Treatment of hip/knee osteoarthritis in Dutch general practice and physical therapy practice: An observational study

Di Janne J.A. Barten*, Ilse C.S. Swinkels, Sara A. Dorsman, Joost Dekker, Cindy Veenhof, Dinny H. De Bakker

*Corresponding author for this work

Research output: Contribution to journalArticleAcademicpeer-review

Abstract

Background: A multidisciplinary, guideline-based Stepped-Care-Strategy (SCS), has recently been developed to improve the management of hip and knee osteoarthritis (OA). To date, it is unknown to what extent current Dutch OA care is consistent with the SCS, both with respect to the content of care as well as the sequence of care. Furthermore, there is a lack of clarity regarding the role of different health care providers in the performance of OA care according to the SCS. Therefore, the main purpose of this study is to describe the content of primary care in patients with hip/knee OA, including the compliance to the SCS and taking into account the introduction of patient self-referral to physical therapy. Methods: Data were used from NIVEL Primary Care Database. In total, 12.118 patients with hip/knee OA who visited their GP or physical therapist were selected. Descriptive statistics were used to compare the content of care in GP-referred and self-referred patients to physical therapy. Results: Content of care performed by GPs mostly concerned consultations, followed by NSAID prescriptions and referrals to secondary care. Both prescriptions of acetaminophen and referrals to physical therapy respectively dietary therapy were rarely mentioned. Nevertheless, still 65% of the patients in physical therapy practice were referred by their GP. Compared to GP-referred patients, self-referred patients more often presented recurrent complaints and were treated less often by activity-related exercise therapy. Education was rarely registered as singular intervention, neither in GP-referred nor in self-referred patients. Conclusion: In accordance with the SCS, less advanced interventions are more often applied than more advanced interventions. To optimize the adherence to the SCS, GPs could reconsider the frequent use of NSAIDs instead of analgesics and the low referral rate to allied health care. Self-referral to physical therapy partially distorts both the low referral rate in general practice and the low application rate of education as singular intervention in physical therapy practice. Further research is recommended to evaluate the effects of task-shifting in OA care, taking into account the content of the SCS.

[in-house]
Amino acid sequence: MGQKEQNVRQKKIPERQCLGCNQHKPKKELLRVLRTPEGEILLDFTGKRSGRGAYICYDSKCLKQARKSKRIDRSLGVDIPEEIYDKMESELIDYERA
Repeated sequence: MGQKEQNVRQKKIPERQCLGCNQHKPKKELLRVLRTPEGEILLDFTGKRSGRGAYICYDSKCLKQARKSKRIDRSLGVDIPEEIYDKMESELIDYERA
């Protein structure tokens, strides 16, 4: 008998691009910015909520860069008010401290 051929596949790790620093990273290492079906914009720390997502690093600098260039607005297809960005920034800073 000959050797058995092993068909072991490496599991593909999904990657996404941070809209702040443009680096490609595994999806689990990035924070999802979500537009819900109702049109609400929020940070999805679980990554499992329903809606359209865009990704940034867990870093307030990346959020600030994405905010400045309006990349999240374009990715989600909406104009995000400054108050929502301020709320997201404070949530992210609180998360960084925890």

Original languageEnglish
Article number75
JournalBMC Family Practice
Volume16
Issue number1
DOIs
Publication statusPublished - 27 Jun 2015

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